Mike Deehan / WGBH
November 5, 2018
Tuesday will mark one of the most nationally-charged elections in recent Massachusetts history, with voters asked to decide local and statewide races amid inescapable national undercurrents.
With the exception of the governor’s race, each incumbent is a Democrat known to voters, leaving the slate of Republican challengers with a choice between following the moderate message of Gov. Charlie Baker or embracing the populist style of President Donald Trump and the national GOP.
The Democrats in office, alongside their gubernatorial candidate, are unified in their opposition to the president. The Republican Party is scattered, with candidates across the spectrum.
Peter Tedeschi, GOP candidate for the Cape Cod and South Shore Congressional District, may be best known in Massachusetts for running his family’s namesake chain of convenience stores, but the moderate Republican has given incumbent U.S. Rep. Bill Keating one of his strongest electoral challenges since taking office in 2013.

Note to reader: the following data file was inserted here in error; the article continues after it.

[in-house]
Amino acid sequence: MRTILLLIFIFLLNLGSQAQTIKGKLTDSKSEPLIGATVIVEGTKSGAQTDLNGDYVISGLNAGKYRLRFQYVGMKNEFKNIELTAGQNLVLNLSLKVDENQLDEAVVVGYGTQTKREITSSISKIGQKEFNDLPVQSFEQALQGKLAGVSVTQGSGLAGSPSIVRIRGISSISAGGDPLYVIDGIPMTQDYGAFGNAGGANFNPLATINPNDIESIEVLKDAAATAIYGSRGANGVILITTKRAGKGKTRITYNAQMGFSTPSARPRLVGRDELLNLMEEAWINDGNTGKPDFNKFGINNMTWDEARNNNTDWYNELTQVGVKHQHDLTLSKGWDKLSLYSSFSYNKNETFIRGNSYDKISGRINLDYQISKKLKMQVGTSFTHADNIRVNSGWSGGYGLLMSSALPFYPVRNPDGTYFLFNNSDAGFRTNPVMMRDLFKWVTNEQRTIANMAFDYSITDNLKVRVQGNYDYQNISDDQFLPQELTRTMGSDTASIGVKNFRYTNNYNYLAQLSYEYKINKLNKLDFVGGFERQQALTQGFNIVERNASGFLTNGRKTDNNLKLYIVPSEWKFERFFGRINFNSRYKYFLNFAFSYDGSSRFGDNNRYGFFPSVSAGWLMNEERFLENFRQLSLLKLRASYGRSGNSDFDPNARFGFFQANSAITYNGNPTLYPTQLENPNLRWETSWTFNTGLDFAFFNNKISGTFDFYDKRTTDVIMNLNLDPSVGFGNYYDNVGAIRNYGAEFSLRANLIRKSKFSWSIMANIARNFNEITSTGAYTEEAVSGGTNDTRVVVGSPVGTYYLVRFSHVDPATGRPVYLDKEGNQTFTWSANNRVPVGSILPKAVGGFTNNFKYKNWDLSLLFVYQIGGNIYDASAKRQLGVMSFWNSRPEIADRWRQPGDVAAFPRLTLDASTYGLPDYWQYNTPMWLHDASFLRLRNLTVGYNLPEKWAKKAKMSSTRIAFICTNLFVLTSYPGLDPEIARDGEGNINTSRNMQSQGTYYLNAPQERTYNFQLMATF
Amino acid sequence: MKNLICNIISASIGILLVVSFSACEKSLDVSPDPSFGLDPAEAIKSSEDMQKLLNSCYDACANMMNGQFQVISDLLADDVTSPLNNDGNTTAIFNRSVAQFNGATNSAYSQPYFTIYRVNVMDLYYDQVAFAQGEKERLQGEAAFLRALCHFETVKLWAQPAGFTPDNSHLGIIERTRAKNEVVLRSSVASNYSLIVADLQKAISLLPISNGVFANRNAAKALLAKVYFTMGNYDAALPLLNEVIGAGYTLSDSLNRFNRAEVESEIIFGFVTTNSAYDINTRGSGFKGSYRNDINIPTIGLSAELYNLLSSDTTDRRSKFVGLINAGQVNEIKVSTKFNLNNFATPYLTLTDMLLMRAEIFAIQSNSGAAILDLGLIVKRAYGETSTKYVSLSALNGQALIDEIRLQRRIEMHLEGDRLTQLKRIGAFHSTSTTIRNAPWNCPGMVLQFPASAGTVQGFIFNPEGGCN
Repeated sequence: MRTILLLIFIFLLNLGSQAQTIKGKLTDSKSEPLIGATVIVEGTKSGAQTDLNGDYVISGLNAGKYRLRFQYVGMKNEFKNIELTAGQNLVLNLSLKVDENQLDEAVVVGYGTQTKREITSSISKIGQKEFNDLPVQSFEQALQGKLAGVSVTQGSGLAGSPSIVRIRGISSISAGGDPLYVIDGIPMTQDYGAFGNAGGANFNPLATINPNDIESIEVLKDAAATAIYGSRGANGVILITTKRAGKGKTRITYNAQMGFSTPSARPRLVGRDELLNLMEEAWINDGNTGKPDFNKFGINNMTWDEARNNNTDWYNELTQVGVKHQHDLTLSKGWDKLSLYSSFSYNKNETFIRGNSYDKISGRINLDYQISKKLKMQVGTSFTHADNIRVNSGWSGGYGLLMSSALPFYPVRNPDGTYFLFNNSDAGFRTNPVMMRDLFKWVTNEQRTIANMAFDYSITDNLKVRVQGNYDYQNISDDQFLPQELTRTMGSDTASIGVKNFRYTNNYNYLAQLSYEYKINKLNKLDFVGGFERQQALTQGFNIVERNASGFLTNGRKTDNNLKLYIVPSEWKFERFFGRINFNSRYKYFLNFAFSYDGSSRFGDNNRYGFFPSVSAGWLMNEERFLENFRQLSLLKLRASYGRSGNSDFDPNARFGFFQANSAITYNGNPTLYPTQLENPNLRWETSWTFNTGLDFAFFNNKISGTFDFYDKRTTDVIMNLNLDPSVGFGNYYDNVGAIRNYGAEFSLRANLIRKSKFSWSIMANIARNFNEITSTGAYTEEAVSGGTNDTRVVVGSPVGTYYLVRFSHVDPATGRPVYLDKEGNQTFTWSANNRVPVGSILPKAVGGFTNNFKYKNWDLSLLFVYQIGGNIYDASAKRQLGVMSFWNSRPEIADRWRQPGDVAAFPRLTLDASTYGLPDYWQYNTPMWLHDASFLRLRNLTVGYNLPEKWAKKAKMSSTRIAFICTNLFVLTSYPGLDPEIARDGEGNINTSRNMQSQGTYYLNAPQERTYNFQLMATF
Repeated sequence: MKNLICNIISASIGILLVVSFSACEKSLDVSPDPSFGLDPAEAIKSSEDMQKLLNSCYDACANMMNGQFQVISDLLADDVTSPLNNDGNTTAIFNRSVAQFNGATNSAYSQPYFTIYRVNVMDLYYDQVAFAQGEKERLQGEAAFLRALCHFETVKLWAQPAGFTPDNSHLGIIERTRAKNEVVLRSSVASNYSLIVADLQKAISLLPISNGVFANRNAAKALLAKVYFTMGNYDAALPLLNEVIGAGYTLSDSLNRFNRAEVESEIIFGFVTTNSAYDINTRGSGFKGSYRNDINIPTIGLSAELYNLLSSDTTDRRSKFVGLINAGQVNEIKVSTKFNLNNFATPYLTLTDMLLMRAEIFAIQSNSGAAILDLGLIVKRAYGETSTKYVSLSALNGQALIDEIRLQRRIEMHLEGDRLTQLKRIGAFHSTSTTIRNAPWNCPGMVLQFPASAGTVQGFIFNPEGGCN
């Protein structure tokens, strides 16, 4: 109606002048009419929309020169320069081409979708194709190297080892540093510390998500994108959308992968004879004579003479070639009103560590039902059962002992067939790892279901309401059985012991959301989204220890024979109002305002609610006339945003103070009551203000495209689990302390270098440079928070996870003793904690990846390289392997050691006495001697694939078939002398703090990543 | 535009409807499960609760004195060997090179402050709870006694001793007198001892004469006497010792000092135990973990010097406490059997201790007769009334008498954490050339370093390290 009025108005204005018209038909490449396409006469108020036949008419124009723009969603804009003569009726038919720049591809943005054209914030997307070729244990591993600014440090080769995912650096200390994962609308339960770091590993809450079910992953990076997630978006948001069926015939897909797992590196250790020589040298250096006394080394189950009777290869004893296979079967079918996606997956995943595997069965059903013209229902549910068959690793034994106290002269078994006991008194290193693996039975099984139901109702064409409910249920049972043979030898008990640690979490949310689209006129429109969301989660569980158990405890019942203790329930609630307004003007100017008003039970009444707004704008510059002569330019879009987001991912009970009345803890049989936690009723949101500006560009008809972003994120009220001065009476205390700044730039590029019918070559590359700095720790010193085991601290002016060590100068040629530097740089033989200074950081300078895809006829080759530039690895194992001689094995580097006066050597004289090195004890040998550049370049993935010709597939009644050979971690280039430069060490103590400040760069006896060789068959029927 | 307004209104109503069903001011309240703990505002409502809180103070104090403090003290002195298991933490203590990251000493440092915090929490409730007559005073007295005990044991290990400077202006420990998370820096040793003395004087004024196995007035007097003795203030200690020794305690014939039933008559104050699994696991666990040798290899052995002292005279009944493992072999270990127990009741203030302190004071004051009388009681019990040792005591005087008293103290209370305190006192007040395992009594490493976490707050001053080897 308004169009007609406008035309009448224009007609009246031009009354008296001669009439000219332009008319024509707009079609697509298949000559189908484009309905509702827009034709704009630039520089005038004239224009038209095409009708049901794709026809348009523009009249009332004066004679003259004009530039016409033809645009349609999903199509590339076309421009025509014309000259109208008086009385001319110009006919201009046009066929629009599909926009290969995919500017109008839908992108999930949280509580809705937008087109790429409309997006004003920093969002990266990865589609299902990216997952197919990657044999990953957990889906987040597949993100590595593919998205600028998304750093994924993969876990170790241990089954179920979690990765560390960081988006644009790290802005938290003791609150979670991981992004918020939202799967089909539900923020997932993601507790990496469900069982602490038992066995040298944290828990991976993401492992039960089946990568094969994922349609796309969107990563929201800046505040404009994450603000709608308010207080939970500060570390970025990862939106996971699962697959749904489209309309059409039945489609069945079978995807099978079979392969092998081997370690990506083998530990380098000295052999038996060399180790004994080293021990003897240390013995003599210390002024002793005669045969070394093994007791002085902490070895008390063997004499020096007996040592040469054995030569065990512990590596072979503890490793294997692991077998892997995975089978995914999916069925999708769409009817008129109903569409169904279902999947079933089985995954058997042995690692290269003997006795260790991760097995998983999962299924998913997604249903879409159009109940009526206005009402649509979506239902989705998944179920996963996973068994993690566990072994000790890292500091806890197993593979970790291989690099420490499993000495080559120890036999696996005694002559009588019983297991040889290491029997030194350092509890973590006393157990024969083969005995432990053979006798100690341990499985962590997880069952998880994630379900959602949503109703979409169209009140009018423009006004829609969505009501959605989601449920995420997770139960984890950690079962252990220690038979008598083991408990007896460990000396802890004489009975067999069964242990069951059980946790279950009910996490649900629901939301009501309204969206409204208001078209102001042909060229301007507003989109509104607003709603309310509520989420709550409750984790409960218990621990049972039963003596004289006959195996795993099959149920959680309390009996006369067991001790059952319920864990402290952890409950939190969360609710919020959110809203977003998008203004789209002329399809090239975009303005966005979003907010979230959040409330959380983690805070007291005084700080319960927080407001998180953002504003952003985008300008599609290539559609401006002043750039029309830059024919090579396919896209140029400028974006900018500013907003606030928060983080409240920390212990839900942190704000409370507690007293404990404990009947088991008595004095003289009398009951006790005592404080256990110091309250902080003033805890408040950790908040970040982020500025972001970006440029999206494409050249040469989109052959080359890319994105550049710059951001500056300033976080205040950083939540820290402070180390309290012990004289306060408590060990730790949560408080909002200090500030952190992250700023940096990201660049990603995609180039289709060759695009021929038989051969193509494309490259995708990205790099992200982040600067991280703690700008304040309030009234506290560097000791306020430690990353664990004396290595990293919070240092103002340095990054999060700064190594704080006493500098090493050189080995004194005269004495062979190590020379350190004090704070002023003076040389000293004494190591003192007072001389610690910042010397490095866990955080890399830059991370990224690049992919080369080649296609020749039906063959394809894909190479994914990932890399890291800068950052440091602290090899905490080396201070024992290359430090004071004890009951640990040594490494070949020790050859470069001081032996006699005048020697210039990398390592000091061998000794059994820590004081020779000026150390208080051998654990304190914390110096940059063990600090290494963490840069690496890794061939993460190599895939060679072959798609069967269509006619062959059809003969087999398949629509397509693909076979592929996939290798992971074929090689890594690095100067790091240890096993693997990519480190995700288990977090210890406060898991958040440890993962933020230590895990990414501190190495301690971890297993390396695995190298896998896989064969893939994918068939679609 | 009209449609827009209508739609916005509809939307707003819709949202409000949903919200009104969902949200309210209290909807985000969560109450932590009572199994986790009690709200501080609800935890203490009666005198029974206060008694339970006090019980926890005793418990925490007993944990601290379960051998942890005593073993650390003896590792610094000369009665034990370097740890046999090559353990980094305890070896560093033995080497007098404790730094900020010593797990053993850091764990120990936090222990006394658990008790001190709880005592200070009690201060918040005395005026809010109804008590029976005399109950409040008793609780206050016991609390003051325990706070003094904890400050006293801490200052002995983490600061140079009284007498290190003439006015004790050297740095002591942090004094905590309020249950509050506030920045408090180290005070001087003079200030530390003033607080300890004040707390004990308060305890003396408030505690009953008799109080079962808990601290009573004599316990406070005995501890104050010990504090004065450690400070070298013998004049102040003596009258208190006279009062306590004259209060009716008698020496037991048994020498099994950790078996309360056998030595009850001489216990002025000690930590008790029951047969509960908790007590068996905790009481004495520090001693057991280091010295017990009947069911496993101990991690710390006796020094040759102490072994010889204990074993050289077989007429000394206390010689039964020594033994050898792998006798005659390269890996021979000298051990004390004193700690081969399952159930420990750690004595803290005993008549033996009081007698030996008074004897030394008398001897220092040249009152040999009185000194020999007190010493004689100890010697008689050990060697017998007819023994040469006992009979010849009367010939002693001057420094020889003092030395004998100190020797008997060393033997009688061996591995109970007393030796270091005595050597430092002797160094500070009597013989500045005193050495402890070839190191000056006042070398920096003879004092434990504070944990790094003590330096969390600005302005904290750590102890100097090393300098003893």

Tedeschi is perhaps the closest thing to a “Charlie Baker Republican” on the ballot besides the governor himself.
Keating, a former state senator and district attorney, has held the seat since 2013 and serves in the minority on the foreign affairs and homeland security committees.
The district, which includes the eastern half of southeastern Mass. and all of Cape Cod and the islands, voted for Hillary Clinton over Trump by 10.6 points in 2016. There are pockets of GOP support up and down the coast, though, and Tedeschi’s above-average name recognition and endorsement by Baker could aid his candidacy.
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